£77m to improve stroke services as UK ‘lags behind major Western nations’

The UK lags behind other developed nations in caring for thousands of patients who have suffered a stroke, and the labour Government is far from meeting its own targets in England, a new critical report says.

It comes as the Government announced that £77 million will be spent over the next three years as part of a national stroke strategy, unveiled last year.

Ministers said that every local health authority in England should appoint a dedicated stroke care coordinator to support stroke survivors and their carers.

But a report by The Health Foundation, an independent charity which seeks to promote good practice within the NHS, and seen by The Times, concludes that “stroke services are still not good enough”.

It shows that less than half of patients in England (43 per cent) receive a brain imaging CT scan within 24 hours of suffering a stroke. This is despite national guidelines which state this is required for all patients who have suffered a major blood clot or bleeding in the brain, to be given a brain scan within three hours, or one hour after arriving at hospital.

There are nearly 900,000 people in England living with the consequences of a stroke, and it is the third biggest cause of death in the UK. In England alone there are more than 110,000 strokes each year, and it is the leading cause of long-term severe disability in adults.

The report adds that Britain lags behind other major Western countries in deaths due to cerebrovascular disease — a disease of the blood vessels supplying the brain, which often leads to a stroke.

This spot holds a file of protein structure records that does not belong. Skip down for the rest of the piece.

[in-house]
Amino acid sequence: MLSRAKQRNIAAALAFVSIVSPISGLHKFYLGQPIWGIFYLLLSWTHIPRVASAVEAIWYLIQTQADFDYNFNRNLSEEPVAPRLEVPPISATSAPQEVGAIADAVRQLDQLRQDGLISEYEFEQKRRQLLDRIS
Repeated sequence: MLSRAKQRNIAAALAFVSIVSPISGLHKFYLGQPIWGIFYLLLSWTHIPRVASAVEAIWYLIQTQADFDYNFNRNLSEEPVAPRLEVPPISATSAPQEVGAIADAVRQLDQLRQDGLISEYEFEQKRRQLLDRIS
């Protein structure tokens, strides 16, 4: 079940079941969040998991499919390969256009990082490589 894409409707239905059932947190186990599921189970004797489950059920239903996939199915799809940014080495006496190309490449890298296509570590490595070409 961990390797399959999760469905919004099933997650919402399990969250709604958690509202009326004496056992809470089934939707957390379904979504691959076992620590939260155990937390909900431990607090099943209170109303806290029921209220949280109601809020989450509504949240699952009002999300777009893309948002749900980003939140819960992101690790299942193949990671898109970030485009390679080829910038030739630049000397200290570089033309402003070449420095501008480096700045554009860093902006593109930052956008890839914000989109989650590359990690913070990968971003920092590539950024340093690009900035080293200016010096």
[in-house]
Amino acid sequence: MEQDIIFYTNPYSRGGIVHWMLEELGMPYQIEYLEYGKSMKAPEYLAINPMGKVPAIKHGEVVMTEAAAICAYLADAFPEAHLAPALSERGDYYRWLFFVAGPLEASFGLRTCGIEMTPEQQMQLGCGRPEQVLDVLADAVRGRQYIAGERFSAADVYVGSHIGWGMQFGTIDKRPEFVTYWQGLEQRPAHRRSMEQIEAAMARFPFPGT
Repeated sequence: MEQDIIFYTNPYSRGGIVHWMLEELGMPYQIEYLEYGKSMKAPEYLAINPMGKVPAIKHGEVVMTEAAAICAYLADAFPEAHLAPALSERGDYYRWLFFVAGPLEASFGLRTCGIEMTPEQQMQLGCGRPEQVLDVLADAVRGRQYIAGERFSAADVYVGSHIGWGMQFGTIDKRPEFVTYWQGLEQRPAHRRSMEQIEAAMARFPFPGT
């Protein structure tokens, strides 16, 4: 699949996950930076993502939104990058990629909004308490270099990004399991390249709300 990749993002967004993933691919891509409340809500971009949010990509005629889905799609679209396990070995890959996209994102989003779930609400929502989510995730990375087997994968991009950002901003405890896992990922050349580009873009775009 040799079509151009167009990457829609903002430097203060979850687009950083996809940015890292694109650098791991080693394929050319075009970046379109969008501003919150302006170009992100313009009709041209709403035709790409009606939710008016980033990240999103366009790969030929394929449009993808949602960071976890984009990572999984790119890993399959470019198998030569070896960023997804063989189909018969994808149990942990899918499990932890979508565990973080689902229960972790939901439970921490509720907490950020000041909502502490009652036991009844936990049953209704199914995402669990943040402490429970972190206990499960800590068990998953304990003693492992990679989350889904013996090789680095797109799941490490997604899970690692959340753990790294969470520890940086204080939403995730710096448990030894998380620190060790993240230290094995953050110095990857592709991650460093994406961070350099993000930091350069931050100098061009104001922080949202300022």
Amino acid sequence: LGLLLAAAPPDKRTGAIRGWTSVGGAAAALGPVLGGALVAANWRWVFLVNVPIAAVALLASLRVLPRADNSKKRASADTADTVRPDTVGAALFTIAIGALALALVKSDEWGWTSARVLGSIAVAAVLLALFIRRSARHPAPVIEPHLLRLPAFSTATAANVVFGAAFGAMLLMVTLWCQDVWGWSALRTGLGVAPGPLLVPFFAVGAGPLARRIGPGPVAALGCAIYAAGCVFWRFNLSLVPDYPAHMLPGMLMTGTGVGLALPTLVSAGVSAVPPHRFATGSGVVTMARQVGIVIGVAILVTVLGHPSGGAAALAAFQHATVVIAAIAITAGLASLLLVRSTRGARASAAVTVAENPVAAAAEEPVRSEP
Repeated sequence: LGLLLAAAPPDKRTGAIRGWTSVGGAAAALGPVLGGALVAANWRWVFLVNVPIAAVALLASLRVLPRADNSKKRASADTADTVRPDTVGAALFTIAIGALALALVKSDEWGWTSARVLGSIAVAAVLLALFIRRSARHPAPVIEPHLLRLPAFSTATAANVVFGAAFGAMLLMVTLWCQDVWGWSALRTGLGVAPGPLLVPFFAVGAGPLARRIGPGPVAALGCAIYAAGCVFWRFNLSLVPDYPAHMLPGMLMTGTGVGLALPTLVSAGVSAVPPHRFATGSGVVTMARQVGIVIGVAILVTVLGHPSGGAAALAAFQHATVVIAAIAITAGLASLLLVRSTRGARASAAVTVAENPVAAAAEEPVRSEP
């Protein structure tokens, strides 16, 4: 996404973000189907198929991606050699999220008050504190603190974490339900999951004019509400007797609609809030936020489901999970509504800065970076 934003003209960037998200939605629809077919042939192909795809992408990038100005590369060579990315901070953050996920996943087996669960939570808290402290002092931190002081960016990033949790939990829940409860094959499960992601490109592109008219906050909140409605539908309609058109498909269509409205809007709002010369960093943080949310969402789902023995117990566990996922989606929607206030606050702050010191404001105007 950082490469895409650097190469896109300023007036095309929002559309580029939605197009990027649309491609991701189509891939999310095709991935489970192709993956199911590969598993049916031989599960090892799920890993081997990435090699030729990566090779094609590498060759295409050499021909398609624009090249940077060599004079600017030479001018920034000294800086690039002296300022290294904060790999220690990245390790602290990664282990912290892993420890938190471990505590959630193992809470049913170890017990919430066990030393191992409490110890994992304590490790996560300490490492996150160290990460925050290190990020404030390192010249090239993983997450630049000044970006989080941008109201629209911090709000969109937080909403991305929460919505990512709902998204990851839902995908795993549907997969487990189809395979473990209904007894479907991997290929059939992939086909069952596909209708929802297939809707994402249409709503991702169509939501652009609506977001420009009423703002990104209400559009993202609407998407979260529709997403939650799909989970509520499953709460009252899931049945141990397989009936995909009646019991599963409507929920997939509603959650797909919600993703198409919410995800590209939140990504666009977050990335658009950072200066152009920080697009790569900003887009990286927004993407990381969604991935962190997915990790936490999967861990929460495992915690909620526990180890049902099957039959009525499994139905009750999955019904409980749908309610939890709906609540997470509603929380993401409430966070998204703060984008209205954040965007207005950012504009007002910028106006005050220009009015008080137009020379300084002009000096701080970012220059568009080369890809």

The UK achieved a 16 per cent fall in mortality between 1997-2004, whereas Germany saw more than double (33 per cent) this reduction during the same period.

The charity is funding a NHS programme in the North West of England, which aims to boost the number of people who could survive a stroke by 30 per cent by 2010, and increase the number of stroke survivors walking out of hospital without a long-term disability. The programme is being run in partnership with the Stroke Association and the Royal College of Physicians.

But the foundation’s report also stressed the importance of preventative checks and treatments, suggesting that as many as 69 per cent of strokes in inner London could be prevented by prior screening and reductions in blood pressure, treating abnormal heart rhythms, stopping smoking and prescribing statins to at risk patients.

Bread and cereal manufacturers could also prevent 8,000 strokes a year in England by reducing their salt content, it suggests.


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